Her father, Otto Frank, was the only one of the people in the annex to survive WWII and was completely responsible for the publication of Anne's diary, the establishment of the museum, and the dramatization of their story on both stage and screen. He decided that the rooms of the attic annex where they had stayed should remain empty to symbolize the desolation of the Holocaust, but agreed to help make miniature models of what the rooms had looked like while they lived there. He was a really remarkable man. He had every right to be completely defeated, but he continued the fight to share Anne's story. That said, he was integral in the creation of the script for the play about his family, but politely declined to see it because it was too upsetting to see himself and his family replicated in that way. The museum was incredibly moving and told a lot of stories that I had forgotten or had never heard, like Anne finding her best friend from home in the camps and their brief but meaningful interactions there. If you get a chance to go there, GO.
After the museum, we wandered around for a while until we found somewhere for dinner. We thought we found a great deal on Japanese food, but we had really found a great ripoff. They were weird and refused to provide free tap water (rolls eyes at stingy Europeans). We satisfied ourselves with a couple of small dishes and made up for it by buying a couple chocolate bars from the grocery store - as you do. We got back to the hotel, showered, and got into our pajamas, but ended up switching rooms. You might begin to see a trend... Anyhow, we switched rooms, FaceTimed with Dad, and went to bed.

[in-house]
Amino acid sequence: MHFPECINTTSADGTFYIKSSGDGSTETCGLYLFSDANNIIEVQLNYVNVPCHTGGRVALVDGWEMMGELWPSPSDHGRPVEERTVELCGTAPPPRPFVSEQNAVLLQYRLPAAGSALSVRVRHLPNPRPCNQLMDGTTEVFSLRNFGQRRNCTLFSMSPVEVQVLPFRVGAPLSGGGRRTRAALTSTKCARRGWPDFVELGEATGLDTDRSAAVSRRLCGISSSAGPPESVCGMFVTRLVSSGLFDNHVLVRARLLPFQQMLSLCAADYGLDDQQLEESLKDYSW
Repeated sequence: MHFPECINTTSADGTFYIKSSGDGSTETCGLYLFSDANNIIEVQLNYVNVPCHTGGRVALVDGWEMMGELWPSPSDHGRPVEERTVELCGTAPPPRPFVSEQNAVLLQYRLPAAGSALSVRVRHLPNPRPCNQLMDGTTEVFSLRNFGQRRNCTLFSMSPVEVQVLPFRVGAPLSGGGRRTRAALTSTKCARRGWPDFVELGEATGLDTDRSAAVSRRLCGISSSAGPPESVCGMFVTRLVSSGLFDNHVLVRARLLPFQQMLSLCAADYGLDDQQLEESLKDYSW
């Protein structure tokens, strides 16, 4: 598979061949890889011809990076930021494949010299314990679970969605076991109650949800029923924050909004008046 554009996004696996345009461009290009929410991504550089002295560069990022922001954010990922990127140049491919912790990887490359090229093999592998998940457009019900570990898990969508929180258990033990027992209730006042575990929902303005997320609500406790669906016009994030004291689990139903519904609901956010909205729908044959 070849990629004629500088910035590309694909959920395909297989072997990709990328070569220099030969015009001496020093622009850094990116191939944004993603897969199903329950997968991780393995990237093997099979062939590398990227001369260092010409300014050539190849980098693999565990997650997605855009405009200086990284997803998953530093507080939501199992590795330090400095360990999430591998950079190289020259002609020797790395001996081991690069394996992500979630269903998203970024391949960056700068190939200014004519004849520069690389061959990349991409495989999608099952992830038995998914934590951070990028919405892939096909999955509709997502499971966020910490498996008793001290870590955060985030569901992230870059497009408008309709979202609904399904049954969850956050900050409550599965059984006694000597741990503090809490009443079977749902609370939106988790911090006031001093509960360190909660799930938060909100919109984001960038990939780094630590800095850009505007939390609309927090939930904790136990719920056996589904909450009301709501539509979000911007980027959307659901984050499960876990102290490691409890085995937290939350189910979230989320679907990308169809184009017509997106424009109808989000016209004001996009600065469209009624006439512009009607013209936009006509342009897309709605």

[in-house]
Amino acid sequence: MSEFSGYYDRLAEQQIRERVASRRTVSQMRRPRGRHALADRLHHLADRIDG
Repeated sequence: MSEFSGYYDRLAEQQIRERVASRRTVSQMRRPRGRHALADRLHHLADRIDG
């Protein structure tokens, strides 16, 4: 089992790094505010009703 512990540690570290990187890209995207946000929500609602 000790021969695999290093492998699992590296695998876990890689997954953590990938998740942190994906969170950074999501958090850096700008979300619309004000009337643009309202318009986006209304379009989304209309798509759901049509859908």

Mom and I got to go to the airport together, though my plane was leaving earlier. Schipol Airport was really interesting because they had basic security to get through to the gates, but the bulk of the security happened at each terminal. Sometimes it was gate specific. Anyhow, Mom and I sped through the airport to my gate. We hugged goodbye, I went through security, and expected to see her in a month and a half. THEN, I realized I was at the wrong gate! 15 minutes before my plane was to board. It had easily taken us 15 minutes to get to the end of this concourse, and I was terrified I was going to miss my flight. The security officers had to call someone to figure out where my gate was, and I took off running, backpack flopping. As I was sprinting clumsily down the concourse, I heard my mom! She had stopped off to look in a shop and joined me in my quest for my real gate. We repeated our goodbyes, and I made it back to London just fine.
Unfortunately, Mom's trip home was quite a bit more complicated. Her flight was delayed and then cancelled. The airline put her up in a hotel for a night and she eventually got home the next day after a long list of annoying complications with hotel and flights. All is well that ends well.